No evidence for host plant associated genetic divergence in a population of Bullacris unicolor (Linnaeus, 1758) (Orthoptera: Pneumoridae)
Host-associated genetic differentiation in grasshoppers has received limited attention, due to a lack of information on grasshopper-plant associations. The bladder grasshopper, Bullacris unicolor (Linnaeus, 1758) (Orthoptera: Pneumoridae), is a phytophagous species that can occur on at least six host plants within its geographic range. However, the relationship between host plant association and genetic variation of bladder grasshoppers has not been studied before. In light of this, the present study examined host plant-related genetic [mitochondrial cytochrome oxidase 1 (CO1) and the internal transcribed spacer (ITS) gene regions] and morphological (antennal length, body length, head width, abdomen width, femur length, tibia length and pronotum length) divergence within a population of B. unicolor. We used two plant species, belonging to different families, namely Didelta spinosa (L.fil.) Aiton (Asteraceae) and Roepera morgsana (L.) Beier & Thulin (Zygophyllaceae), to evaluate variation between individuals collected on these two sympatric host plants at a single locality in the Northern Cape, South Africa. The results demonstrated non-significant host related genetic variation with very low values of FST, indicating a low level of variation. The phylogram strongly indicated that there are no host-associated genetic differences in B. unicolor by displaying limited genomic clustering, whereas some differentiation was observed between the morphological measurements of males and females among host plants. Further studies using microsatellite molecular markers may help to discern population genetic structure. In addition, significant host-associated morphological divergence highlights the need to examine the mechanisms by which host utilization affects morphological features.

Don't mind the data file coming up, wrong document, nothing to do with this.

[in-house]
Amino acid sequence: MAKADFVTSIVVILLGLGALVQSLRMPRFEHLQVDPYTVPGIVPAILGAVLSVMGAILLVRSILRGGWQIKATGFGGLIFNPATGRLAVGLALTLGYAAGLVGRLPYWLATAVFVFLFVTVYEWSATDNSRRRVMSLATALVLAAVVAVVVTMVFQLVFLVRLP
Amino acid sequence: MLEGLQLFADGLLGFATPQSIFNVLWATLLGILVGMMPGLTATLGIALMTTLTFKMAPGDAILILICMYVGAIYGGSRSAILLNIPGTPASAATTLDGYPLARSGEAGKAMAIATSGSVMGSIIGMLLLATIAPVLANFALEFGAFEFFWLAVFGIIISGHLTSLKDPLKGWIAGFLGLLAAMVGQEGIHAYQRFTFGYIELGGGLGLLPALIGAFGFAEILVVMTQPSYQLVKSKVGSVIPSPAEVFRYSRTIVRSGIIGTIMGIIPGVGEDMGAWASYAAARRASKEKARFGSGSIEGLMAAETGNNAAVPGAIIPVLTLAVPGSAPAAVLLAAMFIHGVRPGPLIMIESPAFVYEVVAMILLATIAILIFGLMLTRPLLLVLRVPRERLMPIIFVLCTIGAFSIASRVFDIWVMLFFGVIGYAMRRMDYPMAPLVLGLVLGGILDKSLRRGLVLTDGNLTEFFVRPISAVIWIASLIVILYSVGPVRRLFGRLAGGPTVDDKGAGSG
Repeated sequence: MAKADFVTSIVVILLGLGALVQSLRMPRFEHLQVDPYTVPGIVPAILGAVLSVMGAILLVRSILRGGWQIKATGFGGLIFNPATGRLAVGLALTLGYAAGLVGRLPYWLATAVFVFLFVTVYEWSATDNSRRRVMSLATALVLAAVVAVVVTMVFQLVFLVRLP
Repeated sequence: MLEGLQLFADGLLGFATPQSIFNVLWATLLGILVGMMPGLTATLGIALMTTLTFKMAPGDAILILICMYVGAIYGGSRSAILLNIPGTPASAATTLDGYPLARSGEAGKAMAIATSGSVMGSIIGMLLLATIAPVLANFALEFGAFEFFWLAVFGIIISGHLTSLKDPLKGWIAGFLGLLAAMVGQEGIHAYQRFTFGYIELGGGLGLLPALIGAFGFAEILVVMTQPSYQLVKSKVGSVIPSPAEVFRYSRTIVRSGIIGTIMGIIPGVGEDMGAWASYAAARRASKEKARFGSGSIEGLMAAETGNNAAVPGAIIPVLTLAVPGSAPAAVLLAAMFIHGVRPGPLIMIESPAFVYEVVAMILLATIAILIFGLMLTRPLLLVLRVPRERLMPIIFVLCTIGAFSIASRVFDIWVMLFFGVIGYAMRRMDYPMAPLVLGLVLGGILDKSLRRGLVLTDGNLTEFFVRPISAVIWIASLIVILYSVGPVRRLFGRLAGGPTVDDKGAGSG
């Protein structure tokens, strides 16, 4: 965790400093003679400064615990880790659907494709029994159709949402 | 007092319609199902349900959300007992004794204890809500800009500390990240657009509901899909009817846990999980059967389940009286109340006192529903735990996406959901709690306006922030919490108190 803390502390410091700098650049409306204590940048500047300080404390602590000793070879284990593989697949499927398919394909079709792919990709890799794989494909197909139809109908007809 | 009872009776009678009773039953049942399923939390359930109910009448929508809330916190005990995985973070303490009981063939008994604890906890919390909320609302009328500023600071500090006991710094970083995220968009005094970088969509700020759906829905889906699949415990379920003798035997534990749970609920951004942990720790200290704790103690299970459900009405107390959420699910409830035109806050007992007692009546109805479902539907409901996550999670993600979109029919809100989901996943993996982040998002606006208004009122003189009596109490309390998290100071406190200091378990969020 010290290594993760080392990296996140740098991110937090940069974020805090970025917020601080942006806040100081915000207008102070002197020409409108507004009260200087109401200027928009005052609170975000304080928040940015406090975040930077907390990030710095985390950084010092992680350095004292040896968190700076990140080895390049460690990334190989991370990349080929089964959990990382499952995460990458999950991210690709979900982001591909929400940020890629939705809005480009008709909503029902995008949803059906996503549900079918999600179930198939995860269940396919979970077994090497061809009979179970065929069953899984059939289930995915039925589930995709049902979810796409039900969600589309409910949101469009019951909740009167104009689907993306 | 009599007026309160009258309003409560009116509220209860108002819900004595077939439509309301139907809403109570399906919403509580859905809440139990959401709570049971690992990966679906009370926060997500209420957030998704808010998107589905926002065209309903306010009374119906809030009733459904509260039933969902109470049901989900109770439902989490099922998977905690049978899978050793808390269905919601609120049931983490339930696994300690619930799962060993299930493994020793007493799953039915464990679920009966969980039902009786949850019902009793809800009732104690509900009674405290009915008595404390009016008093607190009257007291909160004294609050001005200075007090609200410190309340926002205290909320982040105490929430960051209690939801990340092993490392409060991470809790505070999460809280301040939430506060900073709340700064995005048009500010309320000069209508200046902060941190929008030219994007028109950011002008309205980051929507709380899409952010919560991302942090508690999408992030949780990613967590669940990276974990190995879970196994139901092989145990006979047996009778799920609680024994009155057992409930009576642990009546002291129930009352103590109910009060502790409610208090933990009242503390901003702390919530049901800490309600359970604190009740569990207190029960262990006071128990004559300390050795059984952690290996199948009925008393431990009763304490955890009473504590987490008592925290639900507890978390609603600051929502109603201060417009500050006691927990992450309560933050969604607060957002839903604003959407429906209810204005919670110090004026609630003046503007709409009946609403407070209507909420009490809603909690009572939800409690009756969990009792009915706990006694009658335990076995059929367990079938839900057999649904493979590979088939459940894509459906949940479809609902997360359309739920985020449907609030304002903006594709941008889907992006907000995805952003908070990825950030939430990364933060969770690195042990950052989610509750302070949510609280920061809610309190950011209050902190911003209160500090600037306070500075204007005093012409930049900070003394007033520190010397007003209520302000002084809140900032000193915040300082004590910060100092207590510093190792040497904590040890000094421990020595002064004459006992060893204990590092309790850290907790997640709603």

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Copyright (c) 2022 Rekha Sathyan, Vanessa Couldridge, Adriaan Engelbrecht
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